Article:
“”Formerly referred to as the Le Roy’s Lookout project, Kaimataara ò Wai Manawa is one of the most significant projects in a set of projects to deliver an improved and more attractive Birkenhead Town Centre.
    Kaimataara ò Wai Manawa overlooks Le Roy’s Bush, the public reserve that stretches all the way from Birkenhead Town Centre down to Little Shoal Bay Reserve, near the harbour edge. “”

    Our family call it ‘the lookout’. Searching on Google: “Viewing Platform – Kaimataara o Wai Manawa
    41 Birkenhead Ave, Birkenhead, Auckland” so Google thinks it needs a prefix in English too.

    Since Birkenhead is a place of high diversity and mainly recent immigrants (such as myself) a short easy to pronounce single Maori word would be great – something meaning just ‘look’ would be fine. If needing to avoid confusion with other lookouts in other suburbs then just add the location as a prefix. Why have a name that I have to cut and paste because there is no letter ò on my keyboard? Quite simply other than in local politics it will not be used so instead of pleasing Maori it is likely to leave them feeling disrespected.

  31. Worth pointing out that Britomart will still serve interregional trains so Waitemata really doesn’t suit at all – the name needs to be able to be used on maps of the national rail network not just Auckland’s suburban rail network – in light of the potential for the regional rail schemes, retaining Britomart doesn’t make any sense either. “Auckland Central” or “Central” works best I think. The “central” moniker is used in most European cities for their major train stations which often also link to various underground/ metro networks.

    All the other names seem fine, although I do think of Aotea as a specific part of the CBD – perhaps as most strategic planning documents have done so for so long. As long we don’t end up selling station naming rights and end up with “Sky City” as a station name…

  32. The designs of the inside of the stations look great. Interesting and dynamic.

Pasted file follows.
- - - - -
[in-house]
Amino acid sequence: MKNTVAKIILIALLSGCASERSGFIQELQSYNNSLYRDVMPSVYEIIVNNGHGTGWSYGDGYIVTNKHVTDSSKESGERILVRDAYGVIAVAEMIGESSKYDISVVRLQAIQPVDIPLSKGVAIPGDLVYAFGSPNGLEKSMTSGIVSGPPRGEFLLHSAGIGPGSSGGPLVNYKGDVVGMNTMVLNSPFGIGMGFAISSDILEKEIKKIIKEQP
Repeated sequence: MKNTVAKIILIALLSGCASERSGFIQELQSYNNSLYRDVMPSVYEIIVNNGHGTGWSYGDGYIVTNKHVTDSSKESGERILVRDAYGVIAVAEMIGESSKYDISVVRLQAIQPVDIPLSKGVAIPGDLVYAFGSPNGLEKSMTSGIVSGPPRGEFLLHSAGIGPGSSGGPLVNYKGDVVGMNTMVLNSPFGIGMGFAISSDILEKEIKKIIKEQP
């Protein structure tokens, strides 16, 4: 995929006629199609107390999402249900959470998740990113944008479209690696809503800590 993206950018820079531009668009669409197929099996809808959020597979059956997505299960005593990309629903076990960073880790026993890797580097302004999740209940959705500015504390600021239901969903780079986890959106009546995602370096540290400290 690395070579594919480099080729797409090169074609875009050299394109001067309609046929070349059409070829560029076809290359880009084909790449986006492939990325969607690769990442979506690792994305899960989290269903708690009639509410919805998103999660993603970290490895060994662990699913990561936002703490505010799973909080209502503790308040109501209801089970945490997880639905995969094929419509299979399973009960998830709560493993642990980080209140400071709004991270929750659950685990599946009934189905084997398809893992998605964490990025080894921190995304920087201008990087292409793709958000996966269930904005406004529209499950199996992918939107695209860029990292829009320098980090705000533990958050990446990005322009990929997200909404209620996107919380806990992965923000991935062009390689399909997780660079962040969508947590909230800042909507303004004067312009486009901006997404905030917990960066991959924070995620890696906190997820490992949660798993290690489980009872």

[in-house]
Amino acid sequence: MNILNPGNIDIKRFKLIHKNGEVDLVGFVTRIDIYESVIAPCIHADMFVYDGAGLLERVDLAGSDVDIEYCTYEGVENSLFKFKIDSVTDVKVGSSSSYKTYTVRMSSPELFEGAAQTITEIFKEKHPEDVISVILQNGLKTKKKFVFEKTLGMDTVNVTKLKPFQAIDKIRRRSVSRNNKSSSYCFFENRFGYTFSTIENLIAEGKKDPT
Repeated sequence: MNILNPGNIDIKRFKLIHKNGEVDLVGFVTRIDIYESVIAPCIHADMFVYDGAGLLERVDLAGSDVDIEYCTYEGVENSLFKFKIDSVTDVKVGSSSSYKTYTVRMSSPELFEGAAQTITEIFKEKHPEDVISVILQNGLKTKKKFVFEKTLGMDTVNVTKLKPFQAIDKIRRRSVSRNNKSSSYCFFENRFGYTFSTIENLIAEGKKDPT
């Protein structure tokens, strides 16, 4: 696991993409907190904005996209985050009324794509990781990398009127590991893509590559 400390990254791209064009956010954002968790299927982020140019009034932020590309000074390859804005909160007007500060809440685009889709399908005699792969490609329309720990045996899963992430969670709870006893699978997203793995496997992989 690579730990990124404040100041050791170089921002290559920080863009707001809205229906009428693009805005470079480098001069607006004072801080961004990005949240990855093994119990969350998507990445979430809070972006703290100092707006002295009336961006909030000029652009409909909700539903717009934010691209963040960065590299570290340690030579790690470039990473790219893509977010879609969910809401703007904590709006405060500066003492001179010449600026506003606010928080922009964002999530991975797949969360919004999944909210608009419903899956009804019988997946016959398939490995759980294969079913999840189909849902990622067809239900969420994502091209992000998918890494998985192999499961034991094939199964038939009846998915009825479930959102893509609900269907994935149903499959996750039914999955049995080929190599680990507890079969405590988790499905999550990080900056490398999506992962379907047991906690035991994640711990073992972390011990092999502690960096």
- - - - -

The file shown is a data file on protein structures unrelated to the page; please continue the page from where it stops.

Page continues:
Can’t say the same for the outside appearances unfortunately, From the street they look like you could be walking into any office building. Big, bulky and bland seem to sum them up.

  33. Love the proposal to rename Mt Eden. The station is also moving so renaming makes a lot of sense.

    Strongly dislike the proposal to rename Britomart. It ruins all of the good work that has been done to give ‘downtown’ an identity and an identifier.

    Also dislike Horotiu as a new name for Aotea station.
    -Horotiu is useless for wayfinding. Wayfinding wasn’t a problem when we only had Britomart in the city centre as, in people’s mental maps, Britomart became the city centre station. Of course, now Britomart is the area around the station. Naming the station Horotiu also risks having a suburb of Hamilton and Auckland with the same name.
    -Waihorotiu would be a fantastic name for whichever light rail station on Queen Street which is not at a CRL station. Waihorotiu would be a great reflection of the lost natural and cultural heritage associated with that stream.
    -If we really want a Te Reo name and we really dislike Aotea for some reason, then why not just Pokapū? People already perceive this area as the centre of the city centre, why not reinforce that? Pokapū has the added benefit of teaching people an additional, useful word in Te Reo. Plus, it’s easy to pronounce and it’s still a short word, which is really useful on network maps.
    https://maoridictionary.co.nz/search?idiom=&phrase=&proverb=&loan=&histLoanWords=&keywords=centre

    1. Mt Eden station isn’t moving, it’s just getting another set of platforms added to it.

      This raises an interesting question, would we name LRT stations differently from the adjacent heavy rail station? Are they not effectively just a second line serving the same location, the same interchange point? I think they should have the same name with the platforms differentiated by number and line names.

      1. That is an interesting point. I agree they should be named the same. In which case, do we need to consider the geographical area that both parts of the station sit on when naming the crl stations?